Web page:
America's First Autonomous F-1 Race Will Take Place At Indy Motor Speedway Next Fall

America's First Autonomous F-1 Race Will Take Place At Indy Motor Speedway Next Fall
by Tyler Durden Fri, 07/24/2020 - 18:25
Next fall more than 36 universities will be racing at the "Indy Autonomous Challenge" - an all autonomous race that will be held at Indianapolis Motor Speedway. The race is a 20 lap head to head contest with a $1.5 million cash prize at stake. The purpose of the race is to help advance autonomous driving, according to WSJ. We'll tune in for the same reason we watch most other motor sports - to see if anyone crashes. 
Among the participants are some of the worlds most prestigious engineering schools, including the Massachusetts Institute of Technology, the Korea Advanced Institute of Science and Technology, and the Graz University of Technology in Austria.
Teams are responsible for developing their own "neural nets, computer vision and other artificial intelligence systems" for the race. All teams will be using the same, extremely badass looking Dallara Automobili IL-15 racing car, shown in the photo below. 
Matt Peak, a managing director at nonprofit Energy Systems Network, said: “Self-driving cars have so much potential, but their commercialization efforts are slow; the technologies are still expensive.” He hopes the race will help further emerging technologies in autonomous driving.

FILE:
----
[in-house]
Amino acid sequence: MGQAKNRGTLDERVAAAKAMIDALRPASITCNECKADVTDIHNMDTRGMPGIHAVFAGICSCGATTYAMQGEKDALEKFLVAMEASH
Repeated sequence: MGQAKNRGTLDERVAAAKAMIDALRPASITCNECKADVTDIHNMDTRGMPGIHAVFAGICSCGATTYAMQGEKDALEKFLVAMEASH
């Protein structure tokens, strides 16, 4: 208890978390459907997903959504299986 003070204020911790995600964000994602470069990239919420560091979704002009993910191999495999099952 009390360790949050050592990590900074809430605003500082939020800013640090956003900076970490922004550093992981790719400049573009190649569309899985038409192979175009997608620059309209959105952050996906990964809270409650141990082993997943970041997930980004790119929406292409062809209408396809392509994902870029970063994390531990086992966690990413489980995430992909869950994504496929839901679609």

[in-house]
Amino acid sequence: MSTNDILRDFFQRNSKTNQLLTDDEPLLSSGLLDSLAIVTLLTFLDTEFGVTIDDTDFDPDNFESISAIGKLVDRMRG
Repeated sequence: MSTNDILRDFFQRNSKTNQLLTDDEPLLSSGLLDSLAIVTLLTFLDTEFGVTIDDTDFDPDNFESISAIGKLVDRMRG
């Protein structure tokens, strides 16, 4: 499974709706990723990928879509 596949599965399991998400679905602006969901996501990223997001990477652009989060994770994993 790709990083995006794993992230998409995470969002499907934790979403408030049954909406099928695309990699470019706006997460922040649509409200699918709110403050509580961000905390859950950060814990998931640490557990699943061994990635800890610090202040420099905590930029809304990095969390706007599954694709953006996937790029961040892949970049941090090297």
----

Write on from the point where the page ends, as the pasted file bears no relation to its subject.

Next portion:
Race speeds are expected to approach 200 mph, putting the AI responsible for driving through the test of professional racing conditions.
Dr. Madhur Behl, an assistant professor at the University of Virginia said: “To us, racing is a proving ground. It’s the stress test for AI, for autonomous vehicles.”
The teams signed up last year and are prepping for a simulation of the race in preparation for the full race in February 2021. The simulation, built by a company called Ansys, will help the teams test their software and will provide data for the teams to use to improve their AI. 
Ajei Gopal, Ansys's president and chief executive, said: “We can create, with physics, multiple real-life scenarios that are reflective of the real world. We can use that to train the AI, so it starts to come up to speed.” 
Peak commented: “Real students are putting their minds, passions, personalities, energies into this and working behind the scenes in ways that you could not imagine. We have no doubt they are going to be the industry leaders in years to come.”
He concluded: “I certainly think this won’t be the last autonomous race that we will be seeing.”
For wider adaptation, experts still believe that autonomous driving will require faster connectivity standards than 5G and further research. But this race could be the next step in the process - or at the very least, very fun to watch. 
We wonder how long it'll be - or how much popularity and news coverage the event will have to get - before Elon Musk finds a way to butt in to try and steal the spotlight...


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